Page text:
S.No 1 2 3 4 5 % Re placement of copper slag 20 40 60 80 100 % Decrease in Water absorption (compared with 1.548%) 20.755 46.144 66.552 74.700 76.188

Rapid Chloride Penetration Test

TABLE 9 RAPID CHLORIDE PENETRATION TEST RESULTS


Sl No. 1 2 3 4 5 6 7 CementGGBS replacement 100 0% 70 30% 70 30% 70 30% 70 30% 70 30% 70 30% FACopper slag Replacement 100 0% 100 0% 80 20% 60 40% 40 60% 20 80% 0 100% Total charge passed ICum (mA) 1261 884 715 624 416 364 286 ICum (Coulombs) 2269.80 1591.20 1287.00 1123.20 748.80 655.20 514.80 Chloride ion Penetrability
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Moderate Low Low Low Very Low Very Low Very Low

Alkalinity Test

TABLE 10. ALKALINITY TEST RESULTS


Sl No. CementGGBS replacement 100 0% 70 30% 70 30% 70 30% 70 30% 70 30% 70 30% FACopper slag replacement 100 0% 100 0% 80 20% 60 40% 40 60% 20 80% 0 100% pH value of solution 12.85 12.80 12.75 12.75 12.70 12.65 12.46 Potential for corrosion Low Low Low Low Low Low Low

1 2 3 4 5 6 7

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Study on durability of high performance concrete with industrial wastes |

ATI, August, 2010

Conclusion

Based on the above tests the following conclusions can be drawn: 1. The slump value for 100% replacement of fine aggregate with copper slag increases by 60mm to 85mm. It shows that the water consumed by the copper slag during mixing is very less as compared with river sand. 2. The water absorption for 30% replacement of cement with GGBS decreases by 4.58%. Also, the water absorption for 100% replacement of fine aggregate with copper slag decreases by 33.59%. 3. The chloride ion penetrability for 30% replacement of cement with GGBS decreases by 29.90%. Also, the 100% replacement of fine aggregate with copper slag decreases by 77.32%. 4. The pH value for 30% replacement of cement with GGBS decreases by 0.39%. Also, for 100% replacement of fine aggregate with copper slag decreases by 3.04%.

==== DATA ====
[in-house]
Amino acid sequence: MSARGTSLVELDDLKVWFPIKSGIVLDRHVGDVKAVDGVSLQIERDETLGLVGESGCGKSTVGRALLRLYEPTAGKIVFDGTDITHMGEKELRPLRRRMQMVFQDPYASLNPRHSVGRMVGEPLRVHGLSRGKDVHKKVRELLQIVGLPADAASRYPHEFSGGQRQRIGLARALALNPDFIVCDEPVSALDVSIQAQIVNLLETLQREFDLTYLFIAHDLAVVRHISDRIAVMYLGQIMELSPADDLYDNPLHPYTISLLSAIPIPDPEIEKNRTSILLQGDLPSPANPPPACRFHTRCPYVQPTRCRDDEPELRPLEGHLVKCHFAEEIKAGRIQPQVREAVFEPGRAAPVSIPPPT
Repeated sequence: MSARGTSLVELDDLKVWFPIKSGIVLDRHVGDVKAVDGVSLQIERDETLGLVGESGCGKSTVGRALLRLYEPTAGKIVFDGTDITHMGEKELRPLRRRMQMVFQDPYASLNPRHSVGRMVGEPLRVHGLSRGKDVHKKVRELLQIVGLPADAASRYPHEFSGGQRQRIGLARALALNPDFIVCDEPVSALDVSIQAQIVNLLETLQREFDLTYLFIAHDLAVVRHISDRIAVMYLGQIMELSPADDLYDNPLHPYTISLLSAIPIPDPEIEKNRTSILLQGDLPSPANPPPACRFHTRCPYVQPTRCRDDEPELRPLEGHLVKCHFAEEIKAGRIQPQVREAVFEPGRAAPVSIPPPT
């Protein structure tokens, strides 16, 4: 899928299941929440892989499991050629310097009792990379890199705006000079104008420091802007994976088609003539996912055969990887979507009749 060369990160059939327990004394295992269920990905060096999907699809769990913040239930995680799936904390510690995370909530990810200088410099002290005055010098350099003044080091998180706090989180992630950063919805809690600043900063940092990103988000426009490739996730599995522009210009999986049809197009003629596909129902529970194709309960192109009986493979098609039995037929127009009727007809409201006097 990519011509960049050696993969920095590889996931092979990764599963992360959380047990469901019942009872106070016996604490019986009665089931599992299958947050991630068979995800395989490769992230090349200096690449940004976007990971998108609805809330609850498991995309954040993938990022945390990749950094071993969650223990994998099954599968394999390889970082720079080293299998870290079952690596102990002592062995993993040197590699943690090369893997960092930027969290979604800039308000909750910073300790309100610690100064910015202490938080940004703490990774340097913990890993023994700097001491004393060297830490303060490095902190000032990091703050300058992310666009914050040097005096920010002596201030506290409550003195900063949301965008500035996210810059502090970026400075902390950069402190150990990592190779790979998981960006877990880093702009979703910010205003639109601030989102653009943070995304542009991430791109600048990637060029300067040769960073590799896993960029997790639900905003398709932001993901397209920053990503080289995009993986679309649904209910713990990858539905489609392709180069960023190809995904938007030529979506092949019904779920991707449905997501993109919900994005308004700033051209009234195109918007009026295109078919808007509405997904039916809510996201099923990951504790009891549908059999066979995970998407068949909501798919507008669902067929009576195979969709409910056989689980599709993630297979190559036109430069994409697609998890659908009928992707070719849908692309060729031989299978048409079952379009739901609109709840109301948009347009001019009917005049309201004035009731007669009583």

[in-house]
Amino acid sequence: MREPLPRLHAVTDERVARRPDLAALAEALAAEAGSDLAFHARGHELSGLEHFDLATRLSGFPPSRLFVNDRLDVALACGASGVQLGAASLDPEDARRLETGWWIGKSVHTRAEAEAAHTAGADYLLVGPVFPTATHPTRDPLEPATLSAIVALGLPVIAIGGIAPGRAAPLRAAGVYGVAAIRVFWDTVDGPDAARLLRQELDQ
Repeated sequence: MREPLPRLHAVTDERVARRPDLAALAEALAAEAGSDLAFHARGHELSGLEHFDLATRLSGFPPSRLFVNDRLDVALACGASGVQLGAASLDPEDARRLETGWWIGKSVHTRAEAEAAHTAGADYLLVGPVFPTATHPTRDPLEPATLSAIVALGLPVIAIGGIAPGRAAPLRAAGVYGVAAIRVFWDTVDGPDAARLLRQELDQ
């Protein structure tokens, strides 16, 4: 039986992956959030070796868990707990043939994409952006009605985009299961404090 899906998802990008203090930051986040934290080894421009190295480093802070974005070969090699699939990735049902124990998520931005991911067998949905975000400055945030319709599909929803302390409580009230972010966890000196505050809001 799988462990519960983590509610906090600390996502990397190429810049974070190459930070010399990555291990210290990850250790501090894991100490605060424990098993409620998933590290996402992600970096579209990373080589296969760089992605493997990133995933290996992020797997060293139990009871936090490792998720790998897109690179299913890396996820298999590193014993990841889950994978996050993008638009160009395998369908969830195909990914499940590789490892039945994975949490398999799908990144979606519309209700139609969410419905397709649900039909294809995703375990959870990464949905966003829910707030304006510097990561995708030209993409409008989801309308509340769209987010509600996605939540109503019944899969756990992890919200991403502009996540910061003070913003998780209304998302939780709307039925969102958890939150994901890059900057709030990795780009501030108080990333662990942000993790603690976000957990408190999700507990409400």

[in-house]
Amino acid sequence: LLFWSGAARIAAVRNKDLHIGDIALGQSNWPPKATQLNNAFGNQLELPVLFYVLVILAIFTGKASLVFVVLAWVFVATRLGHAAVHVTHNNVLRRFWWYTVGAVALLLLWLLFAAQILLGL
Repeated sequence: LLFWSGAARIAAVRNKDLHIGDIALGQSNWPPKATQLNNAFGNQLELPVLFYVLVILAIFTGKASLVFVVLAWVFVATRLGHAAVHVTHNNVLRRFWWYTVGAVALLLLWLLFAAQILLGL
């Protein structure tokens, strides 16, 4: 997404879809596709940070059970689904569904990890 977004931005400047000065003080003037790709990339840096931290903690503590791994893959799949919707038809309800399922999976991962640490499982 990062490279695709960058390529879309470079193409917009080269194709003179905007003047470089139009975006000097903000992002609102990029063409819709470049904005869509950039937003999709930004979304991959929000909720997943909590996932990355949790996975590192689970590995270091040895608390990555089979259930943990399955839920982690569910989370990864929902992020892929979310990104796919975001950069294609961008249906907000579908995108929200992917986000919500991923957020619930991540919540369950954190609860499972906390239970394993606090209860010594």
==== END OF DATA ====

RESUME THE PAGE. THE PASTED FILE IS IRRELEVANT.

References Gerscle, J. et al., 1995. The influence of blast furnace cements on durability of concrete structures, Cement and concrete research, (16), pp.45-52. IS: 12269-1987, Specification for 53 grade ordinary Portland cement, Bureau of Indian standards (BIS), New Delhi, India, 1989. IS: 10262-1982, Recommended Guidelines for concrete mix design, Bureau of Indian Standards (BIS), New Delhi, India, 1989. IS: 456-2000, Indian standard code of practice for plain and reinforcement concrete, Indian Standard Institution, New Delhi. Krishnamoorthy, T., Bharatkumar, B., Balasubramanian, K., and Gopalakrishnan, S., 2001. Investigations on durability characteristics of SFRC, The Indian Concrete Journal, pp.94-98. Koteeswaran, R., Pazhani, K., 2007. Developing the mix deign procedure for Slag cement Concrete, Thesis in Department of Civil Engineering, Anna University. Mullick, A., 2005. High Performance concrete in India - Development, Practices and Standardisation, Indian Concrete Journal, December, pp.83-98.